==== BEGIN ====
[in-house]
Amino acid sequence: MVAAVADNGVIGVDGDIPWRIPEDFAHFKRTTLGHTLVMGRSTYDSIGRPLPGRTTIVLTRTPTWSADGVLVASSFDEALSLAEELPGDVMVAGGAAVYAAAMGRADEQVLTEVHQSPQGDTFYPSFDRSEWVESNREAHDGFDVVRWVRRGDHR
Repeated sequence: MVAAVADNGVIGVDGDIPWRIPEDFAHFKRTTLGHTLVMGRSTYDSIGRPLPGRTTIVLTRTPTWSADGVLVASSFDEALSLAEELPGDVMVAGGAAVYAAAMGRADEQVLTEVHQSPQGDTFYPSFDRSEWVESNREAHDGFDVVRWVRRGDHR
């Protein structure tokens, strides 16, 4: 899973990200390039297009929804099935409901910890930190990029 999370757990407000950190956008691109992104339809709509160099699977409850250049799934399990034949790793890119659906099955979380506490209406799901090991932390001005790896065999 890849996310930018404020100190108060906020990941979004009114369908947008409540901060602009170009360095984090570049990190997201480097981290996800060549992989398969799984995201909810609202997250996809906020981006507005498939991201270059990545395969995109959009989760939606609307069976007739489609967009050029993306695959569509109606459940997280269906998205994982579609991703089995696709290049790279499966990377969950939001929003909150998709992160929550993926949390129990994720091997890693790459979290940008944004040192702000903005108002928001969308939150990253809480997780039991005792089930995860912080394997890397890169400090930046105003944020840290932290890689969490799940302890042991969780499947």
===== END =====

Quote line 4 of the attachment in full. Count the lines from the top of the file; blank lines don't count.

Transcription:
């Protein structure tokens, strides 16, 4: 899973990200390039297009929804099935409901910890930190990029 999370757990407000950190956008691109992104339809709509160099699977409850250049799934399990034949790793890119659906099955979380506490209406799901090991932390001005790896065999 890849996310930018404020100190108060906020990941979004009114369908947008409540901060602009170009360095984090570049990190997201480097981290996800060549992989398969799984995201909810609202997250996809906020981006507005498939991201270059990545395969995109959009989760939606609307069976007739489609967009050029993306695959569509109606459940997280269906998205994982579609991703089995696709290049790279499966990377969950939001929003909150998709992160929550993926949390129990994720091997890693790459979290940008944004040192702000903005108002928001969308939150990253809480997780039991005792089930995860912080394997890397890169400090930046105003944020840290932290890689969490799940302890042991969780499947």